Q:

Who discovered vacuoles?

A:

Quick Answer

Antonie van Leeuwenhoek of the Netherlands discovered the vacuole in 1676. Van Leeuwenhoek is referred to as the father of microbiology because he was the first scientist to study bacteria under a microscope. He made many additional important discoveries in microbiology and made improvements to microscopes.

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Who discovered vacuoles?
Credit: Jan Verkolje / Public Domain Other

Full Answer

Vacuoles are tiny organisms present in all cells. They consist of chambers filled with fluids or solids. Their structure changes depending on the requirements of the cell. They are more prominent in cells of plants than in animals and bacteria. Purposes of the vacuole include regulating waste, maintaining pH balance and assisting plants with supporting their leaves and other structures.

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Related Questions

  • Q:

    What is the function of the large central vacuole in plant cells?

    A:

    The main function of the large central vacuole in plant cells is to provide structural support; however, it serves other functions such as protection, storage, growth and waste disposal. This large central vacuole typically occupies at least 80 percent of the space in the cell unlike the vacuoles of animal cells which are smaller in size and commonly used to transport substances or temporarily storing materials.

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  • Q:

    Who discovered plastids?

    A:

    The term "plastid" was coined by German biologist Ernst Haeckel in a paper he presented in 1866, but the term was too vague. In 1883, fellow German Andreas Schimper was the first to provide a clear definition to "plastid" and note the relationship between different types.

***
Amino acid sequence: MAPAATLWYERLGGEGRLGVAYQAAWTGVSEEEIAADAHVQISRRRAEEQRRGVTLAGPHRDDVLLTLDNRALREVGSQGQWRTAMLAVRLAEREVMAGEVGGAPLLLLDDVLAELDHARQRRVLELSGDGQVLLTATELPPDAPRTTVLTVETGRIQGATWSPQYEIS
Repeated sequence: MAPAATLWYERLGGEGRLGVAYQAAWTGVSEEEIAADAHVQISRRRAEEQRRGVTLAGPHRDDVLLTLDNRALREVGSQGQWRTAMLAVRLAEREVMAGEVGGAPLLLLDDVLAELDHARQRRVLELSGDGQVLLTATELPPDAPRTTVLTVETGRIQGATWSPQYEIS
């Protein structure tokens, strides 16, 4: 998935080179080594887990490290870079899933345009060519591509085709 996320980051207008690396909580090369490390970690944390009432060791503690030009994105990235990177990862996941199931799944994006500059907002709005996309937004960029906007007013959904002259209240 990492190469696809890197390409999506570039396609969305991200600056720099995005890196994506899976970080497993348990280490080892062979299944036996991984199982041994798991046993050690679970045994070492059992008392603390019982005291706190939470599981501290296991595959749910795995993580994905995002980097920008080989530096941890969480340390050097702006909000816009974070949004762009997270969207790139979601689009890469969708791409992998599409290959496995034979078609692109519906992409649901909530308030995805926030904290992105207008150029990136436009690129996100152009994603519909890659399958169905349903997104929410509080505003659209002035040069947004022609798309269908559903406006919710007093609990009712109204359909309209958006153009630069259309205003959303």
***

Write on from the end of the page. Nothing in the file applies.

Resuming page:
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  • Q:

    What does a vacuole do?

    A:

    Vacuoles vary in function between organisms and even within the same cell, but the most frequent use is the storage of water or nutrients. A vacuole is really a general-purpose, empty membrane organelle that is filled with whatever the cell needs to keep separate from the rest of the cytoplasm. As such, different vacuoles also store waste or even toxins, and some organisms have other uses for them.

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  • Q:

    What do contractile vacuoles in protists do?

    A:

    Contractile vacuoles in protists collect accumulated waste products and excess water from inside the cell. They expel these waste products into the environment by attaching to the cell wall, then contracting to release these products outside the cell.

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